“So, when are the babies coming?” is one of the most repeated questions I was asked on the night of my wedding reception. Because once you’re married it’s time to have babies, right? While I knew my neighbors, friends, and loved ones meant no harm in their questions of when we would grow our newly created family, I started to wonder a few things surrounding that question.
I wondered how this question would feel to someone who wasn’t financially or emotionally stable enough to provide for another of God’s precious children yet. I wondered how hopeless couples who were unable to conceive and bear children on their own would feel. And I know exactly how it feels to be asked this question and simply not be ready for that huge step in life.
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This question usually (if not always) comes from a place of love, and I know many people who appreciate the concern. However, it can be a very sensitive topic for some couples, so it’s important to know how to bring it up in a caring way.
1. "When will you finally start your family?"
This is difficult for any married couple to hear, no matter what stage of life they’re in. Whether it’s a newlywed couple who were just sealed for time and all eternity or a couple who have been married for years, nobody wants to feel like they’re not an eternal family until they bring children into the world.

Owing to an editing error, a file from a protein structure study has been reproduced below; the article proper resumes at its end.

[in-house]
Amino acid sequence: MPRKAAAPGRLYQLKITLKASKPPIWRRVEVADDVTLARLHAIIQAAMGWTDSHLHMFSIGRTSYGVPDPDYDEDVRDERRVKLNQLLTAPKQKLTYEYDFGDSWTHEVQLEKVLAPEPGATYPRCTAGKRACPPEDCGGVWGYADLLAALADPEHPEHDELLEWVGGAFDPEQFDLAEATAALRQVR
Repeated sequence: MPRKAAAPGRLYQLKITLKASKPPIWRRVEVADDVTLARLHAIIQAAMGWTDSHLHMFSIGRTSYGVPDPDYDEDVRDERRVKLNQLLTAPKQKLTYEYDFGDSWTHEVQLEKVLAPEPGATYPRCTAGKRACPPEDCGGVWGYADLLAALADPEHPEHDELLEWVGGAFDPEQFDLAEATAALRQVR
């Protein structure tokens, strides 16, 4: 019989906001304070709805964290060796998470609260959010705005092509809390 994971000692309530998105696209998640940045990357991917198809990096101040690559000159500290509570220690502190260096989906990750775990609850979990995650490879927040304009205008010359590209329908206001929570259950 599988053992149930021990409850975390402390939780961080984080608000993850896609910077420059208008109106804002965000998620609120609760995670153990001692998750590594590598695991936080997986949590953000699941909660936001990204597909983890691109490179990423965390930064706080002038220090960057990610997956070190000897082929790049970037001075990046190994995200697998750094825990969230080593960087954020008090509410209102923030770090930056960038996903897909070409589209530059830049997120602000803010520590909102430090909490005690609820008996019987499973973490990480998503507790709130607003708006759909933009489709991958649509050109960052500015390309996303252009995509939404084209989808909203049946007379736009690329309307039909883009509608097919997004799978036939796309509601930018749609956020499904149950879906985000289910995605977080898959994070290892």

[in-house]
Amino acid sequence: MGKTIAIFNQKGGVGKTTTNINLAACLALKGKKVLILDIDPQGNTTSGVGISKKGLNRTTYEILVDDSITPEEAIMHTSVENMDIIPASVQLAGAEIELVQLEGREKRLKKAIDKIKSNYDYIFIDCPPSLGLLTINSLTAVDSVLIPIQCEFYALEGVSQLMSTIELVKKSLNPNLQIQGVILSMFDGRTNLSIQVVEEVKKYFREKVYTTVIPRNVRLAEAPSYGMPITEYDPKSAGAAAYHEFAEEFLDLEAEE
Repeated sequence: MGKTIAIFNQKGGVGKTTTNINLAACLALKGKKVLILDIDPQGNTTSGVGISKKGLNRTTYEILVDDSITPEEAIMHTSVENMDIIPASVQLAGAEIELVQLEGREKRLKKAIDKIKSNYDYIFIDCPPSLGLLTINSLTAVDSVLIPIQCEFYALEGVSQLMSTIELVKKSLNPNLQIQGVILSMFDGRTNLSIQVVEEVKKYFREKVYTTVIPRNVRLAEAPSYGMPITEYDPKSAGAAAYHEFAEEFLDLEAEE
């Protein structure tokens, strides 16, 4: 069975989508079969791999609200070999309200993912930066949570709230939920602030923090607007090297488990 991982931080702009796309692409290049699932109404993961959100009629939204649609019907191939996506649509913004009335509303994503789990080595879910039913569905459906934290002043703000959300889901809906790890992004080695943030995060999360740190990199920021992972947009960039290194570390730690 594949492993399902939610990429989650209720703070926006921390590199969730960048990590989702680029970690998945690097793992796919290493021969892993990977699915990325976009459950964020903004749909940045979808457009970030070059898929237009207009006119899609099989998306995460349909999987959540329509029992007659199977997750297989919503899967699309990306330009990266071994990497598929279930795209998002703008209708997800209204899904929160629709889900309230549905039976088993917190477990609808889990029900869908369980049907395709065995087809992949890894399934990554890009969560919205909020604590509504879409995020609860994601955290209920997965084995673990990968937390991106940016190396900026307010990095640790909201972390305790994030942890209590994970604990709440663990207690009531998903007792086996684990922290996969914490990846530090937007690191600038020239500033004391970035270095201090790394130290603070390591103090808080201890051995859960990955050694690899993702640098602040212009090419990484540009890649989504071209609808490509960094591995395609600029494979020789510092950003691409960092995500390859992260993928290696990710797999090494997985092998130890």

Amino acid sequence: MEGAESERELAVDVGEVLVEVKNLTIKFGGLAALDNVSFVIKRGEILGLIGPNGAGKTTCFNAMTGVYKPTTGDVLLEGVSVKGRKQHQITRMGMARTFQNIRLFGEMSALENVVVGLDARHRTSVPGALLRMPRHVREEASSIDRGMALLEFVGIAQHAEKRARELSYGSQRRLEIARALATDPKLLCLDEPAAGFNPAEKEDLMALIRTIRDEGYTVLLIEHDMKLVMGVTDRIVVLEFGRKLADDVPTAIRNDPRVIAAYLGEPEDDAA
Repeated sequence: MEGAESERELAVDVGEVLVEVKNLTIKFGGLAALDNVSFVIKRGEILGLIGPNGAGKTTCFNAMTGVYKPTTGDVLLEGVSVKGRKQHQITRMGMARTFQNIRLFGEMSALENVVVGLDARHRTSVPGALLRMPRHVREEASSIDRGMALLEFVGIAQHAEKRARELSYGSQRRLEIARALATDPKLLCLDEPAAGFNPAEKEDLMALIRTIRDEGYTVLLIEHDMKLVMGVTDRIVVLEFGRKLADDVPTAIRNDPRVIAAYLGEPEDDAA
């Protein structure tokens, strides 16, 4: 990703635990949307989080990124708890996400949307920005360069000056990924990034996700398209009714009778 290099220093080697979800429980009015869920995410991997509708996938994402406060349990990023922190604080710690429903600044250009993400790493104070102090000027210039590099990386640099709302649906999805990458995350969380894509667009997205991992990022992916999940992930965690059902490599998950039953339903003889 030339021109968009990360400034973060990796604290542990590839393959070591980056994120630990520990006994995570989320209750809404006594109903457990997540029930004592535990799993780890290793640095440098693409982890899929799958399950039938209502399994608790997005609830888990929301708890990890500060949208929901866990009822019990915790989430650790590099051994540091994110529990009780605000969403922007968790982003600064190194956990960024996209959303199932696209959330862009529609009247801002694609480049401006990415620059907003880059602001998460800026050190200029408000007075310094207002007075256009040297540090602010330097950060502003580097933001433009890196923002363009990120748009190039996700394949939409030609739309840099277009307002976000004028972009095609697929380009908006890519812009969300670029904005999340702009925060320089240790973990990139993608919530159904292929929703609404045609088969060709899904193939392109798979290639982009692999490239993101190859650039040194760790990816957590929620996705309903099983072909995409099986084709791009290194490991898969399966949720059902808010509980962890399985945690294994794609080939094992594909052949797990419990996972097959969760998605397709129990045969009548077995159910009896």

2. "You’re so lucky. . ."
“. . . you get to travel, sleep in, enjoy freedom, etc.” This is especially harmful to couples who long to have a child and are trying. It’s easy to think you’re helping them by making them feel better about their situation, but in reality, these couples don’t feel lucky at all. It’s important to be sensitive without belittling their desires.
3. "When are you giving me a (grandchild, niece/nephew, best friend for my child)?"
It’s completely understandable to be excited about your loved ones potentially having a baby in the future, but try not to make it about you. Make sure you’re supportive no matter when or how the couple decides to grow their family because that decision is strictly between them and the Lord.
4. "You’re not getting any younger."
Unless you’re her doctor, steer clear of telling a woman she’s getting too old to have babies. It’s important to remember that you have no idea what her situation is. She could be going through fertility treatments or maybe she is battling health concerns or chose not to have biological children, but it’s almost guaranteed that no woman (or man for that matter) wants to be told she’s getting too old for anything, let alone bearing children.
5. "You can finally have kids now that you’re done with (school, internships, looking for a house, etc.)."
Someone who just walked off the stage with their diploma in hand doesn’t want their hard work brushed aside as one more thing marked off the “to-do” list. Education is important for many different reasons, and receiving a college degree isn’t something you just do because it’s fun and easy. While many couples do choose to have children once they complete school, that isn’t the Lord’s path for everyone. Be proud of your friend’s accomplishment and be present in the moment.
1. "You’re doing incredible things."
Men an women have innate, divine gifts, and their worth is not tied to whether or not they have biological children. Sheri Dew counsels, “Motherhood is more than bearing children, though it is certainly that. It is the essence of who we are as women. It defines our very identity, our divine stature and nature, and the unique traits our Father gave us.” We have hands to lift each other up and bear each other’s burdens, and isn’t that a parent’s exact responsibility? Let your childless friend know that they are loved and valued for their very existence.